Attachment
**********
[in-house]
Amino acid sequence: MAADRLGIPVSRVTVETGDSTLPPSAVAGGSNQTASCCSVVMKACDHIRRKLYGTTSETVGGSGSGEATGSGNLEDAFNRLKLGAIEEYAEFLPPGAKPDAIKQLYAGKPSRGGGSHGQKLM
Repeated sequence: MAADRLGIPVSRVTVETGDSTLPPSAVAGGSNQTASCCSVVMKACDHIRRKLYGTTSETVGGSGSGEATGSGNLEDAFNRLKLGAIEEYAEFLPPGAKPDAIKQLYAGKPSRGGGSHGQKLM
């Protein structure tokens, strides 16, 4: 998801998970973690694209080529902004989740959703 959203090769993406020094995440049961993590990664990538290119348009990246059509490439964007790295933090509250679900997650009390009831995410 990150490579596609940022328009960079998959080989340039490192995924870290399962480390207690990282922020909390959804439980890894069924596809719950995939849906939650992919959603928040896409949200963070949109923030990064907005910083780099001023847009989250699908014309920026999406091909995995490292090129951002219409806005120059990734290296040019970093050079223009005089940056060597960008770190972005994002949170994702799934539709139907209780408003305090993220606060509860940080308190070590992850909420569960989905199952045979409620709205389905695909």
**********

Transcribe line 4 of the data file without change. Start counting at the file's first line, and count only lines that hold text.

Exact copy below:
């Protein structure tokens, strides 16, 4: 998801998970973690694209080529902004989740959703 959203090769993406020094995440049961993590990664990538290119348009990246059509490439964007790295933090509250679900997650009390009831995410 990150490579596609940022328009960079998959080989340039490192995924870290399962480390207690990282922020909390959804439980890894069924596809719950995939849906939650992919959603928040896409949200963070949109923030990064907005910083780099001023847009989250699908014309920026999406091909995995490292090129951002219409806005120059990734290296040019970093050079223009005089940056060597960008770190972005994002949170994702799934539709139907209780408003305090993220606060509860940080308190070590992850909420569960989905199952045979409620709205389905695909």